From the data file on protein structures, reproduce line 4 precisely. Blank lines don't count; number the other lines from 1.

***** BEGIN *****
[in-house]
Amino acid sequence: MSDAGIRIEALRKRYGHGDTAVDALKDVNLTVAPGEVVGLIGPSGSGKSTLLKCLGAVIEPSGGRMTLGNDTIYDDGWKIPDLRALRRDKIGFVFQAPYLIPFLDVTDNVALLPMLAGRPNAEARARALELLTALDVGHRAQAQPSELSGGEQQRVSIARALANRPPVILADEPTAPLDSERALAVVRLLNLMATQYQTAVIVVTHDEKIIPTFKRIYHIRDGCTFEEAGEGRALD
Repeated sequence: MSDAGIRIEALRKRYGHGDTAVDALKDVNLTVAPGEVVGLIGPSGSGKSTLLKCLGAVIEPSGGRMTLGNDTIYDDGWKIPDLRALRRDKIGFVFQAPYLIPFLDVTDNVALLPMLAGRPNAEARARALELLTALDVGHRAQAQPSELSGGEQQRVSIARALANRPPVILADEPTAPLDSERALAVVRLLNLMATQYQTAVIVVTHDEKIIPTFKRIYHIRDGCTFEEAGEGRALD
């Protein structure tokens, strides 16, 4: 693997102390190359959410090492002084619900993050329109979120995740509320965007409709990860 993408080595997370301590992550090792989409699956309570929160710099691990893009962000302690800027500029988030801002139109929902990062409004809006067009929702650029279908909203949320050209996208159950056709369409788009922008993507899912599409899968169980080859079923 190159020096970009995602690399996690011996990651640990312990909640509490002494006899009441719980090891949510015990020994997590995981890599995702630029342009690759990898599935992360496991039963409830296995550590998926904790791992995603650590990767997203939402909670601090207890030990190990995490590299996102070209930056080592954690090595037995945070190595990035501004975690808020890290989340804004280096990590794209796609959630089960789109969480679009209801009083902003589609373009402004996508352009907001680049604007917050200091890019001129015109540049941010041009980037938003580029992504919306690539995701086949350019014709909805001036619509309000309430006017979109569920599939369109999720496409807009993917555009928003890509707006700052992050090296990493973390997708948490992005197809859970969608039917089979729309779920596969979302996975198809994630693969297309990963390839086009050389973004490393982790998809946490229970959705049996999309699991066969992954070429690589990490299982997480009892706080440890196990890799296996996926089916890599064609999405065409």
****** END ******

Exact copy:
């Protein structure tokens, strides 16, 4: 693997102390190359959410090492002084619900993050329109979120995740509320965007409709990860 993408080595997370301590992550090792989409699956309570929160710099691990893009962000302690800027500029988030801002139109929902990062409004809006067009929702650029279908909203949320050209996208159950056709369409788009922008993507899912599409899968169980080859079923 190159020096970009995602690399996690011996990651640990312990909640509490002494006899009441719980090891949510015990020994997590995981890599995702630029342009690759990898599935992360496991039963409830296995550590998926904790791992995603650590990767997203939402909670601090207890030990190990995490590299996102070209930056080592954690090595037995945070190595990035501004975690808020890290989340804004280096990590794209796609959630089960789109969480679009209801009083902003589609373009402004996508352009907001680049604007917050200091890019001129015109540049941010041009980037938003580029992504919306690539995701086949350019014709909805001036619509309000309430006017979109569920599939369109999720496409807009993917555009928003890509707006700052992050090296990493973390997708948490992005197809859970969608039917089979729309779920596969979302996975198809994630693969297309990963390839086009050389973004490393982790998809946490229970959705049996999309699991066969992954070429690589990490299982997480009892706080440890196990890799296996996926089916890599064609999405065409």